|A lot of owners say they care |
about the fans, but But Bill Veeck
really seemed to mean it.
It's too bad that the fan-based group, buythemets.com, which was organized by business professionals, was so quickly turned down. I know baseball prefers its owners rich so they can spend their way out of financial jams (and maybe so they trade capitalism war stories at pricey restaurants). But that model has proven anything but rock solid.
From the Montreal Expos, which had to be taken over and moved to Washington, D.C., to the Texas Rangers, Los Angeles Dodgers and New York Mets, rich owners have had their problems in recent years. Maybe it's time to try another way.
Some point to the model of the Green Bay Packers, a team owned by community stockholders. Obviously, that model has looked pretty good the last few years with the Packers consistently winning. And the buythemets.com group would operate in a similar way.
There would be no guarantee, of course, that a community-owned team would win, as one blogger notes. But as we've seen there's no guarantee with the current model of rich owners.
Baseball for years barely tolerated Bill Veeck, probably the most populist owner ever. They never gave him a break. But fans adored him, whose autobiography, "Veeck--As In Wreck: The Autobiography of Bill Veeck," reveals him to be part baseball visionary and part P.T. Barnum, was never liked by the other owners.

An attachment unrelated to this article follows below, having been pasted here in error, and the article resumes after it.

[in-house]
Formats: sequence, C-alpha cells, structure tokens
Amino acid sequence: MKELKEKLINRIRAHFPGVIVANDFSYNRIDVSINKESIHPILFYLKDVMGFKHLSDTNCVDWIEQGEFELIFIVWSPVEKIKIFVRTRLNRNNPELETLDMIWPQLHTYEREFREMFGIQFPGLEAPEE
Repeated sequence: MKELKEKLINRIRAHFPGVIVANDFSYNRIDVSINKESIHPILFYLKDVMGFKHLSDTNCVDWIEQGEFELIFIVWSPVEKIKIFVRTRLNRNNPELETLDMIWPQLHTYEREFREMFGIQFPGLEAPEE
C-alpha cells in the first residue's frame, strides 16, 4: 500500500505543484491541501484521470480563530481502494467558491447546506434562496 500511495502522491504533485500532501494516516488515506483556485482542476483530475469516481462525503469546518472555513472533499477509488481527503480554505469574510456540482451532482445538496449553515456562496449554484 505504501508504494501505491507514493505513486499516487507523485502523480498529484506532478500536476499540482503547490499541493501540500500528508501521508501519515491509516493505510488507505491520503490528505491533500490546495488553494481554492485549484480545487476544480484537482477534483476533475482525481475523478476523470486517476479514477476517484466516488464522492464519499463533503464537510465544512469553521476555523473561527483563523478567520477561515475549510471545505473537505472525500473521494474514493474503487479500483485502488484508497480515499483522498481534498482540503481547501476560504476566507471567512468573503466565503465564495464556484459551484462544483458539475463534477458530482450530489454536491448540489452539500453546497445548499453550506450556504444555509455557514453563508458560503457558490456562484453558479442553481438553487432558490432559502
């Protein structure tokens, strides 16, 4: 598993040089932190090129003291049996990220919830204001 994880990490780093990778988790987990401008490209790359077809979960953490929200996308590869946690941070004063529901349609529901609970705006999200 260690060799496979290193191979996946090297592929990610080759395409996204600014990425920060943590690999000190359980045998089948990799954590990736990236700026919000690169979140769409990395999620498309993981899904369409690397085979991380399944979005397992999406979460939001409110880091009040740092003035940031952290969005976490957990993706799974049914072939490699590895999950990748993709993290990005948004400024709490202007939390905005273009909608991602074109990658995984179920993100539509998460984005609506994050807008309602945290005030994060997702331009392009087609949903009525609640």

Sure some of his promotions went awry. Who can forget the riot that sparked from disco demolition night? But he was always firmly on the side of the fan and making sure the ballpark was a fun place to be. It's hard to imagine Veeck hanging out in a luxury box with investment bankers. He'd be more comfortable in the bleachers with a beer.
There's really no reason not to let the fans buy a stake in a team. As in Green Bay, a board of directors would be elected to run the team. If things went awry, well the fans would be able to replace the board.
Before Bud Selig became the ultimate insider, he was an outsider looking for a way to bring baseball back to Milwaukee after the Braves skipped town. I sure wish he'd remember what that was like. He has been willing to change the game radically (more playoffs, interleague play, linking the All-Star Game to the World Series), so he can't be called a rigid traditionalist.
I think it's time he took a chance and let the fans run a team. What's the worst that could happen? Bankruptcy. We've seen that. Falling prey to flim-flam investment gurus? Seen that too. Nasty divorce that entangles team? Couldn't happen with thousands of owners.
It's time to give the fans a chance.